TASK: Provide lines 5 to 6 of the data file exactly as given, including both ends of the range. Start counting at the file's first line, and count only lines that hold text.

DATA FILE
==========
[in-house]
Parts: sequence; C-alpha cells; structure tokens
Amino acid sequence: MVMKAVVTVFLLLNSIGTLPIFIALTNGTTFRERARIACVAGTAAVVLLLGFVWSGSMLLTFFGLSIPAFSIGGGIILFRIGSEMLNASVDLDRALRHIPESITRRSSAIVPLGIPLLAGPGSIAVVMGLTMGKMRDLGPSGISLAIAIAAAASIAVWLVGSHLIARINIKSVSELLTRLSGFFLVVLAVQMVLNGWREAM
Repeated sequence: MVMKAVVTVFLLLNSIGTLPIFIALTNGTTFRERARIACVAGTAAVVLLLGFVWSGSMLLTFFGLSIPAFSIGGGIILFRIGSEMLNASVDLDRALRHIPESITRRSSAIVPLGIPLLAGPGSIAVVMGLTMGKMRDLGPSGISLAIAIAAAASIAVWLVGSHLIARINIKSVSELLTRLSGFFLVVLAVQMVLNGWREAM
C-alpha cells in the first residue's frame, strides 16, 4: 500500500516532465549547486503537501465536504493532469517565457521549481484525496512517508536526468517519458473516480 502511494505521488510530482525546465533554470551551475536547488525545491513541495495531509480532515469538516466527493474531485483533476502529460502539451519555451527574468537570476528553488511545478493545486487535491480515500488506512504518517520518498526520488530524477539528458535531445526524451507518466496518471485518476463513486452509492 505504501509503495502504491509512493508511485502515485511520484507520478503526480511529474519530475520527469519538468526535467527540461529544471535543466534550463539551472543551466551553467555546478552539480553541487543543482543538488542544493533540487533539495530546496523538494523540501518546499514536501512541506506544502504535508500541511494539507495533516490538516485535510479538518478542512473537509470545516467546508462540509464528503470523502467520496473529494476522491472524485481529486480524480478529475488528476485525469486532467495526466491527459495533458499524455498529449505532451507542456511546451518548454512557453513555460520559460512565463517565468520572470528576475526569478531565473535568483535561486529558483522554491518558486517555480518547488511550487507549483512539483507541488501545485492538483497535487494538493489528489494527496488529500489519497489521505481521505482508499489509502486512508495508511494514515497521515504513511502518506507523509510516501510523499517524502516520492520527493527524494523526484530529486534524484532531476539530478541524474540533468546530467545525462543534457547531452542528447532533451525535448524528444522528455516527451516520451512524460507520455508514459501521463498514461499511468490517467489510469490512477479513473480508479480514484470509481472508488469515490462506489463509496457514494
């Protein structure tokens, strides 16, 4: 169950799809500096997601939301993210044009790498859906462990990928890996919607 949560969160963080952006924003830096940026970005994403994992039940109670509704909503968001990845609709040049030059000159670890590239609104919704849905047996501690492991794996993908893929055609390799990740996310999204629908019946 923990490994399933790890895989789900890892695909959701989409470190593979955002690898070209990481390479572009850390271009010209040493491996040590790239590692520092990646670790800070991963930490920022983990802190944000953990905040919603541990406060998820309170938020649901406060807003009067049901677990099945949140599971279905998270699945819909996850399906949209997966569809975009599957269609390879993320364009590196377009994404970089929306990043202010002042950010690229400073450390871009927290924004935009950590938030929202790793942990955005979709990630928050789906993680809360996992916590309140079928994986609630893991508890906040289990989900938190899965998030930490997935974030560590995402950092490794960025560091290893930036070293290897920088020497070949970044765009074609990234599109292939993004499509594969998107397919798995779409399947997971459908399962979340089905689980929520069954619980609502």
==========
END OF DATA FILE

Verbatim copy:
C-alpha cells in the first residue's frame, strides 16, 4: 500500500516532465549547486503537501465536504493532469517565457521549481484525496512517508536526468517519458473516480 502511494505521488510530482525546465533554470551551475536547488525545491513541495495531509480532515469538516466527493474531485483533476502529460502539451519555451527574468537570476528553488511545478493545486487535491480515500488506512504518517520518498526520488530524477539528458535531445526524451507518466496518471485518476463513486452509492 505504501509503495502504491509512493508511485502515485511520484507520478503526480511529474519530475520527469519538468526535467527540461529544471535543466534550463539551472543551466551553467555546478552539480553541487543543482543538488542544493533540487533539495530546496523538494523540501518546499514536501512541506506544502504535508500541511494539507495533516490538516485535510479538518478542512473537509470545516467546508462540509464528503470523502467520496473529494476522491472524485481529486480524480478529475488528476485525469486532467495526466491527459495533458499524455498529449505532451507542456511546451518548454512557453513555460520559460512565463517565468520572470528576475526569478531565473535568483535561486529558483522554491518558486517555480518547488511550487507549483512539483507541488501545485492538483497535487494538493489528489494527496488529500489519497489521505481521505482508499489509502486512508495508511494514515497521515504513511502518506507523509510516501510523499517524502516520492520527493527524494523526484530529486534524484532531476539530478541524474540533468546530467545525462543534457547531452542528447532533451525535448524528444522528455516527451516520451512524460507520455508514459501521463498514461499511468490517467489510469490512477479513473480508479480514484470509481472508488469515490462506489463509496457514494
């Protein structure tokens, strides 16, 4: 169950799809500096997601939301993210044009790498859906462990990928890996919607 949560969160963080952006924003830096940026970005994403994992039940109670509704909503968001990845609709040049030059000159670890590239609104919704849905047996501690492991794996993908893929055609390799990740996310999204629908019946 923990490994399933790890895989789900890892695909959701989409470190593979955002690898070209990481390479572009850390271009010209040493491996040590790239590692520092990646670790800070991963930490920022983990802190944000953990905040919603541990406060998820309170938020649901406060807003009067049901677990099945949140599971279905998270699945819909996850399906949209997966569809975009599957269609390879993320364009590196377009994404970089929306990043202010002042950010690229400073450390871009927290924004935009950590938030929202790793942990955005979709990630928050789906993680809360996992916590309140079928994986609630893991508890906040289990989900938190899965998030930490997935974030560590995402950092490794960025560091290893930036070293290897920088020497070949970044765009074609990234599109292939993004499509594969998107397919798995779409399947997971459908399962979340089905689980929520069954619980609502």